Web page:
Thank you to all our many library supporters who emailed, mailed, called, visited and worked to keep state library funding on the minds of our state elected officials. We know you made a difference, we know your voices were heard in Harrisburg. We are grateful for all of your efforts. Thank you!
Save Our Libraries Action Tool Kit
- Update - Friday, September 11, '09
- ALERT – "Ask Here PA" Faces Elimination - Take Action!
- Students Read More than Two Million Books in Pennsylvania -for Summer Reading Programs (PDF)
- ALERT – Online Services of the POWER Library to End: Take Action!"
- State Budget Update August 12
- State Budget Proposals Compared - as of July 20, 09 (PDF)
- Send a Letter (Fill in our form and we will send your message to the Governor, your state senator and representative)
- What Does the Library Mean to You and Your Family (for printing)
- Contact Information for Pennsylvania State Legislators
- More Resources to Save Our Libraries
Our state’s economy is down.At the same time more people are coming to libraries because there are no user fees… to use computers and the Internet, to find books and magazines and for free family activities.
But state funding cuts for libraries ranging from 14.3 to 55.3% are being proposed. Because you are a library person we hope you will contact your elected officials with this simple message:
“Please freeze library funding next year at the same amount it is this year.”
Working together we can save our libraries that are vitally important to all the people of Pennsylvania.
Our request is for a freeze in funding of all library programs next year, a request based on two strong and compelling reasons:1. Libraries are bursting at the seams serving the unemployed, their families, and others most in need. Don’t cut our funding and force us to close our doors for those people who depend on us the most.
2. Cutting state funding will cost Pennsylvania badly needed federal funds. Federal money pays for shared resources and incentives for local projects. (State budget proposals compared revised 7-20-09) would cost Pennsylvania about $1.9 million in matching federal funds. S.B. 850 (Senate Republican proposal) will cost even more---about $3.8 million in lost federal funding.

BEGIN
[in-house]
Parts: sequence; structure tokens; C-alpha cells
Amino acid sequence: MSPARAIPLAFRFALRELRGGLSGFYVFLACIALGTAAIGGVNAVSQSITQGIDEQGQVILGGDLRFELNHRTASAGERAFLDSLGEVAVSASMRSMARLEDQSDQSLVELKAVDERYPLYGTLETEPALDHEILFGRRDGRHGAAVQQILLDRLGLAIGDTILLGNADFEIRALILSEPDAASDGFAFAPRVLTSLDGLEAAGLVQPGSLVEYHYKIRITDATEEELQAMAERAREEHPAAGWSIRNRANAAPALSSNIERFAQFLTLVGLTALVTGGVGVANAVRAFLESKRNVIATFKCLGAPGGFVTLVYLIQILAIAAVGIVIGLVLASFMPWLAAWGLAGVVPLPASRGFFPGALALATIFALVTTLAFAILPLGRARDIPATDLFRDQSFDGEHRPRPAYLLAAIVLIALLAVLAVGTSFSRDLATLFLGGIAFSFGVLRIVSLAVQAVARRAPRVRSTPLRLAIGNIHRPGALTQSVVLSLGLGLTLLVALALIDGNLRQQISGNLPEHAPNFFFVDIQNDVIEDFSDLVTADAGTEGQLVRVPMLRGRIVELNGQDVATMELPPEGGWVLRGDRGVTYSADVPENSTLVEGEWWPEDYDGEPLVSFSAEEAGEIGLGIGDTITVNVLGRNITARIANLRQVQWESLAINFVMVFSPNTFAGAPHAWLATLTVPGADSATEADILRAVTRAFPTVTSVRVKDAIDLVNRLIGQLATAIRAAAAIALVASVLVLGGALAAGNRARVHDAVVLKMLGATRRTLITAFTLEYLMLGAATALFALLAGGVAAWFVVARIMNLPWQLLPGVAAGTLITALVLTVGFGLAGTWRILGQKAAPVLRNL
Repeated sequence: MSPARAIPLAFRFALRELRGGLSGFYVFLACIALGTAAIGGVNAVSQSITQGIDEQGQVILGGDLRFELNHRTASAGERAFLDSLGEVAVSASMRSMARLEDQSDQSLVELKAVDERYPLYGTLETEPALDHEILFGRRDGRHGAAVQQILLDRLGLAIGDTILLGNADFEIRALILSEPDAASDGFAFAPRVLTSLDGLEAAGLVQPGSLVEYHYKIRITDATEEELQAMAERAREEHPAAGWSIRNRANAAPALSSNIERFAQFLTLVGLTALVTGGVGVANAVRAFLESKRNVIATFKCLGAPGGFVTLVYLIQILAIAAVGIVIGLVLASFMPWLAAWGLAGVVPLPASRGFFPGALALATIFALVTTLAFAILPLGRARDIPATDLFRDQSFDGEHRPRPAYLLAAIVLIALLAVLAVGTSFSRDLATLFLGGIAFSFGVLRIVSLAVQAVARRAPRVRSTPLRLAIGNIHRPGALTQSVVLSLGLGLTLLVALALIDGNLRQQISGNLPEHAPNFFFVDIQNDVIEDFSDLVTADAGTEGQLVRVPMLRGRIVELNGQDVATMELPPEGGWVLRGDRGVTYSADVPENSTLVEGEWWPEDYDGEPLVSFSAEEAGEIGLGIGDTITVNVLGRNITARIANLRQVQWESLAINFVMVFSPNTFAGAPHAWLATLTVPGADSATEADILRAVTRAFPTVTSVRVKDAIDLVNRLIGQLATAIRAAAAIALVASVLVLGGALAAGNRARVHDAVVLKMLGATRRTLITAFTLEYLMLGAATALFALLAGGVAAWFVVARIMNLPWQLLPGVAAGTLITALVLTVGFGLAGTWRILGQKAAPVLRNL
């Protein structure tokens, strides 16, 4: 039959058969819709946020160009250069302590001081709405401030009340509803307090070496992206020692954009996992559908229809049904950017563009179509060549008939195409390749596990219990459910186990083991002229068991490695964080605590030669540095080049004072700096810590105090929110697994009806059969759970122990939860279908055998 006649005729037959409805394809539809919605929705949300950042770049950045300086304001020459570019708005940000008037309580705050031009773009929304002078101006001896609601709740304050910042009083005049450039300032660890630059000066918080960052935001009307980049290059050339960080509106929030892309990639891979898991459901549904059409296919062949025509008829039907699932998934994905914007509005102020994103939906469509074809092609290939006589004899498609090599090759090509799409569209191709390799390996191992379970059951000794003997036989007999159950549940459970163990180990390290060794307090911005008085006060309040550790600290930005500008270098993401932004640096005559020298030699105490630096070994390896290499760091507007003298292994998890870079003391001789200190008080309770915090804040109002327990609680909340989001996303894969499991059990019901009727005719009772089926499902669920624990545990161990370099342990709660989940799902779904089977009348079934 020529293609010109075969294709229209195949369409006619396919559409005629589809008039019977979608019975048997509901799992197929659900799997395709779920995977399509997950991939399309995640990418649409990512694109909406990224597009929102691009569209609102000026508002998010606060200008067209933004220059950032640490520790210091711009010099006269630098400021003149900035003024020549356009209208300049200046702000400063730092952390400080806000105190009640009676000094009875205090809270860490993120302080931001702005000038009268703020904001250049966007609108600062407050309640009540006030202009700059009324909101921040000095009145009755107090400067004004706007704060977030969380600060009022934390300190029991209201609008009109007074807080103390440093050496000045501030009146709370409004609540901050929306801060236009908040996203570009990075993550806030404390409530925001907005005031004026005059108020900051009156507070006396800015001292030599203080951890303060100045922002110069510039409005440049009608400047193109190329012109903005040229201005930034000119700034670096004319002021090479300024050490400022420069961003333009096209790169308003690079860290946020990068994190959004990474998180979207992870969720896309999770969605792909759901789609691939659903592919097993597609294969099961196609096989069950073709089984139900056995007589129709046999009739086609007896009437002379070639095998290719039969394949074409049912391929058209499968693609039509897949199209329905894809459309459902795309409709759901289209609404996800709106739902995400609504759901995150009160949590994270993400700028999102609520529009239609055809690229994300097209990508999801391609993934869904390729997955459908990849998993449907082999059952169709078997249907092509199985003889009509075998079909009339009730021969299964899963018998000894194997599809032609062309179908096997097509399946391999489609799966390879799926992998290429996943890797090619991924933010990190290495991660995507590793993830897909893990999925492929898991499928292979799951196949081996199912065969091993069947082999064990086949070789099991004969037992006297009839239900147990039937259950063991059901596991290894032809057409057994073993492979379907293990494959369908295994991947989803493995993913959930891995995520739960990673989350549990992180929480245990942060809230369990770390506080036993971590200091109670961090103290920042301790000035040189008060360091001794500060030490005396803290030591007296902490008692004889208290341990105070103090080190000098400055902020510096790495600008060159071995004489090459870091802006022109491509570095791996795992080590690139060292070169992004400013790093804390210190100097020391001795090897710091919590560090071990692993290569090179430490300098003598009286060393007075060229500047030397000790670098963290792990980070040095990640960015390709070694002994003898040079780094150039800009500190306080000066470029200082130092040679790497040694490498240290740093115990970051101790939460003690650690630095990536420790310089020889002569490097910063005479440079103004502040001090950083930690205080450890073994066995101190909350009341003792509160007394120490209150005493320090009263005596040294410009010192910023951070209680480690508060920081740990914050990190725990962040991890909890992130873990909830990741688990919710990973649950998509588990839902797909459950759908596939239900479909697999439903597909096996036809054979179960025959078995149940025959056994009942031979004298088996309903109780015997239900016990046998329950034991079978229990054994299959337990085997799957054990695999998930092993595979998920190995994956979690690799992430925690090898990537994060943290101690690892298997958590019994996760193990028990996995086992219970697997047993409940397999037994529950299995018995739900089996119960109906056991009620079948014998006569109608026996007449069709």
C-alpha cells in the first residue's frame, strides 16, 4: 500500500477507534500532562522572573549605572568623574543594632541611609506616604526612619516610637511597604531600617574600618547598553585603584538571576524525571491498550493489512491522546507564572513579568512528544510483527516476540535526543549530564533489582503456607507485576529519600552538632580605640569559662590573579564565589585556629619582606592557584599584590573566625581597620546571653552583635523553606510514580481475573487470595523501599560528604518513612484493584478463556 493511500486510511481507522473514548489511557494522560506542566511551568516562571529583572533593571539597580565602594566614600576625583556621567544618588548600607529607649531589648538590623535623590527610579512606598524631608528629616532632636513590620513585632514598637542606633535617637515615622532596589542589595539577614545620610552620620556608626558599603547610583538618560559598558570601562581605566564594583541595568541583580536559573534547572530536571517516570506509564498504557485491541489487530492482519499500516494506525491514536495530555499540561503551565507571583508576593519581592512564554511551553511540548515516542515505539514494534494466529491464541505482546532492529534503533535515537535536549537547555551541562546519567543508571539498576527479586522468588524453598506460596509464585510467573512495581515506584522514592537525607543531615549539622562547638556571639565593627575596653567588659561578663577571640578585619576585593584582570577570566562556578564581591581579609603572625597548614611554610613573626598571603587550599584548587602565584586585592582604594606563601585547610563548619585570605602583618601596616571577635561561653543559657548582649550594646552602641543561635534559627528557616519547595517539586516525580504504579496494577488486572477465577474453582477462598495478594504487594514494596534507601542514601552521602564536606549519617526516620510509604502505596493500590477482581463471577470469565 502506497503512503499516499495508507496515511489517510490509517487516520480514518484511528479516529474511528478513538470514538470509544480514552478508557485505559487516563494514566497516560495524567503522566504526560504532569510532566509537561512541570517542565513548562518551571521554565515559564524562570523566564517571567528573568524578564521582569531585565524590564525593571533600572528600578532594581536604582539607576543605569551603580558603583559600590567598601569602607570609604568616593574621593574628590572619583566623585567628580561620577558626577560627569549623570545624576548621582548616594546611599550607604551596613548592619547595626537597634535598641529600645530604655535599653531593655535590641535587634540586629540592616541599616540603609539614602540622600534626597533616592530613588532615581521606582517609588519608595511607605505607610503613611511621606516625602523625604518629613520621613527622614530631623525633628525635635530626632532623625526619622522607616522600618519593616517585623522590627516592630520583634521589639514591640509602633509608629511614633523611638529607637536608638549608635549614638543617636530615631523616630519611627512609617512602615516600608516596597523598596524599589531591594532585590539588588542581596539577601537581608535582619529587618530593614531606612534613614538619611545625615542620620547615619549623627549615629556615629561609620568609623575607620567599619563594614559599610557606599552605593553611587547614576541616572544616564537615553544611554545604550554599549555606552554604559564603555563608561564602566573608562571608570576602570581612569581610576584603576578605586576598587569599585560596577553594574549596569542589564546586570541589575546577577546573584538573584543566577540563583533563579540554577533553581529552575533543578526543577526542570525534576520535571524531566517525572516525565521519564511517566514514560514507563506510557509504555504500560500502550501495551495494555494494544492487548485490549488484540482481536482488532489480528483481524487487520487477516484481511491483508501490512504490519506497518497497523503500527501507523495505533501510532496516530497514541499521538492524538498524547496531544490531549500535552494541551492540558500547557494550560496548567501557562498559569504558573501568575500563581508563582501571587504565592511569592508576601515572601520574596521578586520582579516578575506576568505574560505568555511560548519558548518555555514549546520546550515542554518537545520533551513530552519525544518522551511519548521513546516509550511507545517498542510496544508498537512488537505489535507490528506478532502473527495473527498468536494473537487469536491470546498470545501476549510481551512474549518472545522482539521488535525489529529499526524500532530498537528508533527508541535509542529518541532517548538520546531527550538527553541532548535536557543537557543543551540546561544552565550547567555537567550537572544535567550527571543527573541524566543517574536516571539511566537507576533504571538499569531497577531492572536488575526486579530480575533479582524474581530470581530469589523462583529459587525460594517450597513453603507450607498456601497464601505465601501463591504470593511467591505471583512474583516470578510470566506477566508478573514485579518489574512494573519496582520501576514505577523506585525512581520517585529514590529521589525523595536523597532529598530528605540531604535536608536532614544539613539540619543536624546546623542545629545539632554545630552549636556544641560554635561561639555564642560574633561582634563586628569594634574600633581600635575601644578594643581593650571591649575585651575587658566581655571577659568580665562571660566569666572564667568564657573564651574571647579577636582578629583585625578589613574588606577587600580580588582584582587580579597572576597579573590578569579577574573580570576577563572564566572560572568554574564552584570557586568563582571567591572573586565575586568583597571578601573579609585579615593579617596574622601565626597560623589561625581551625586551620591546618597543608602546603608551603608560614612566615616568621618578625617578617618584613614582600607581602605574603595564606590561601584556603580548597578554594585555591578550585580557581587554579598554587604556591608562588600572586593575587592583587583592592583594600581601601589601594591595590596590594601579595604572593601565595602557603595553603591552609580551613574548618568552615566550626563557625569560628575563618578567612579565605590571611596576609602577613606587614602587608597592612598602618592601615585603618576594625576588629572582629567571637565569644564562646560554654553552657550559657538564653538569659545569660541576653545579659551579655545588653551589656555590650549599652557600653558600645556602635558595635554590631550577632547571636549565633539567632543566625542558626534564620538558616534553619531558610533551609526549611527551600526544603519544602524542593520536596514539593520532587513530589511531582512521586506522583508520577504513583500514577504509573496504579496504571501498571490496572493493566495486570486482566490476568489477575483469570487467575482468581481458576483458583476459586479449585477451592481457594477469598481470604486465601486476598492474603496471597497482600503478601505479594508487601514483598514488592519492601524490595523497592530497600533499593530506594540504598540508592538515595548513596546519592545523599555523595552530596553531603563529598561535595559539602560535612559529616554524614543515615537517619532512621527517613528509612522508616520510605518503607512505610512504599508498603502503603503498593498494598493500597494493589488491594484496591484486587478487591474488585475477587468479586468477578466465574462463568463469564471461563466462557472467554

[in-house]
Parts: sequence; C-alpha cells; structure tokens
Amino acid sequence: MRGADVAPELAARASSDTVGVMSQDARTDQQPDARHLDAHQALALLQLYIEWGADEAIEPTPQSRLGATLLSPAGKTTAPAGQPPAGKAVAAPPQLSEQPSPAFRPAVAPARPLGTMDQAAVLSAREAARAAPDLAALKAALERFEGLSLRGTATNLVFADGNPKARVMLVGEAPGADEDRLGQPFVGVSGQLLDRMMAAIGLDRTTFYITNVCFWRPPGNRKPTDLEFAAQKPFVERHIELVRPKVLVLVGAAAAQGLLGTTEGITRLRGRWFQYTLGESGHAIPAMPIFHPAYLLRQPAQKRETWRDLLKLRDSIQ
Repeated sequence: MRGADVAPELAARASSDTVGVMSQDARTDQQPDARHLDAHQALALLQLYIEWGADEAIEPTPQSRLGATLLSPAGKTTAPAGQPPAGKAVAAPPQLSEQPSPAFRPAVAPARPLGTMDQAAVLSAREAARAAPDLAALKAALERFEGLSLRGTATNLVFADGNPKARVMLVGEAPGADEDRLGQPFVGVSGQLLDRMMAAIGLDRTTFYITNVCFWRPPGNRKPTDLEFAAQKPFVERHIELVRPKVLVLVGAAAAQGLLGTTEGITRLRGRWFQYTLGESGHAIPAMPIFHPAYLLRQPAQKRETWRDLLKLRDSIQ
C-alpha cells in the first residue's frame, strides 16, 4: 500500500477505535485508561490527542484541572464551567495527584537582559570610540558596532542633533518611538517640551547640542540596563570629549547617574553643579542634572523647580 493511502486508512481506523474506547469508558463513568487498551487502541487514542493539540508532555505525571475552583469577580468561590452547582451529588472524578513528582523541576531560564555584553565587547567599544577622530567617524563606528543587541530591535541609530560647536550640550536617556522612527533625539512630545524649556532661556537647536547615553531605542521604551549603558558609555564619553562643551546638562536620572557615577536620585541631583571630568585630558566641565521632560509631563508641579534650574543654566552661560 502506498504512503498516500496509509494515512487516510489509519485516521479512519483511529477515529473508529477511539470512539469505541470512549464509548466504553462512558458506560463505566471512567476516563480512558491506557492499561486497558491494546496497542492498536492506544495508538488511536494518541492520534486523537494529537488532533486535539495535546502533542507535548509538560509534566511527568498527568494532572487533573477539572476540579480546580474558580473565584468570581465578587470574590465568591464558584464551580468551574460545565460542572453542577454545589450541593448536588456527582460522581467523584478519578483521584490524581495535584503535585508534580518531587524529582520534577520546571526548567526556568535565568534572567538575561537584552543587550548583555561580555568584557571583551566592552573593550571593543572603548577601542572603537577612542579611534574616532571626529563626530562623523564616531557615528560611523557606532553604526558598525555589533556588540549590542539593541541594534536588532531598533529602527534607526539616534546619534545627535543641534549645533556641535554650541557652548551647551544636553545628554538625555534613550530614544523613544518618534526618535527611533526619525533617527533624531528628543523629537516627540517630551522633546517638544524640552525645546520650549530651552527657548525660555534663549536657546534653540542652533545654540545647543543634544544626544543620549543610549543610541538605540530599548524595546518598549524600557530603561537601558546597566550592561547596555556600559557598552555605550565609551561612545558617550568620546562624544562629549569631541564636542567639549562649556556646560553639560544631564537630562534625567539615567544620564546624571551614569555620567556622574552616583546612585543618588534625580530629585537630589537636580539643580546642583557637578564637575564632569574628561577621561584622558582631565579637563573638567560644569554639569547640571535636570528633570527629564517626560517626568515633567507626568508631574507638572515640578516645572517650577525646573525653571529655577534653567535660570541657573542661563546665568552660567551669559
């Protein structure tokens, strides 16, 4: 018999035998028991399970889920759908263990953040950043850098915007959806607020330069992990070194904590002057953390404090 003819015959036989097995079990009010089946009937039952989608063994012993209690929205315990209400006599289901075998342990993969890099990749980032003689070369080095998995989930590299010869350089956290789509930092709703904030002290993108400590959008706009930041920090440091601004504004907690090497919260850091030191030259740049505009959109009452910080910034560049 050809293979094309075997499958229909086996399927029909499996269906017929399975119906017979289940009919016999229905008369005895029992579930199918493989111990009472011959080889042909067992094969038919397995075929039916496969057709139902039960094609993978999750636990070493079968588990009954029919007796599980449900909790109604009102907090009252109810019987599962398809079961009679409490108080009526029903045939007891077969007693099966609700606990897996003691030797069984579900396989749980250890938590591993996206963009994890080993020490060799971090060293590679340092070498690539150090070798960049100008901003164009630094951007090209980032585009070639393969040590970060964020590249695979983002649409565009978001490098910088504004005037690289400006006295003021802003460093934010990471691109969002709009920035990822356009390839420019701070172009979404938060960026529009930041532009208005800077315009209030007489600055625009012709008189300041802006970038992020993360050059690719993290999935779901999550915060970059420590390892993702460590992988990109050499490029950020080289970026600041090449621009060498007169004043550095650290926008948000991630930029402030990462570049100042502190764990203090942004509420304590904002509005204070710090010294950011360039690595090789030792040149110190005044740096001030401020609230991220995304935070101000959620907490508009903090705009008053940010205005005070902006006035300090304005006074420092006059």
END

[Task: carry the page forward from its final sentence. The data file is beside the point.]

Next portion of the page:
A freeze in funding. A freeze in funding helps us to keep services available and does not fritter away badly needed federal dollars. We’re a relatively small piece (about $94 million) in the grand scheme of a $28 billion state budget.
Libraries represent about three-tenths of one percent (0.3%) of the entire state budget. With strong support from library users, making libraries a top priority a funding freeze can be achieved.
Senate Bill 850 (S.B. 850) cuts deepest of all. Were it to become law, books, DVDs, access to computers, lending between libraries, online databases, programs for kids, and professional staff would be slashed to the bone. The POWER Library databases that schools and public libraries count on would come to an end. There would be no more Keystone Funds for library buildings or improvements. In short, it would be a disaster for Pennsylvanians who need and depend on quality library services.
Now is the time to make our case. Be respectful, but don’t be bashful and don’t be afraid to show your passion for your local library. Tell your legislators why your library makes a difference to you and your family. Short messages are good. Personal stories are the best.
If face-to-face isn’t your style, write a note or a letter, or send an e-mail. If you don’t know your legislator’s name or contact information look it up here : Contact Information for Pennsylvania State Legislators. If you send an email, please send a copy to:
Governor Ed Rendell
Dr. Gerald Zahorchak, Secretary of Education
Clare Zales, Deputy Secretary of Education
Sending copies of your message to these decision-makers, reinforces the importance of a funding freeze for libraries that will benefit millions of Pennsylvanians who rely on them, especially in these difficult economic conditions.
(Above adapted from a message and used courtesy of Glenn R. Miller, Executive Director, Pennsylvania Library Association)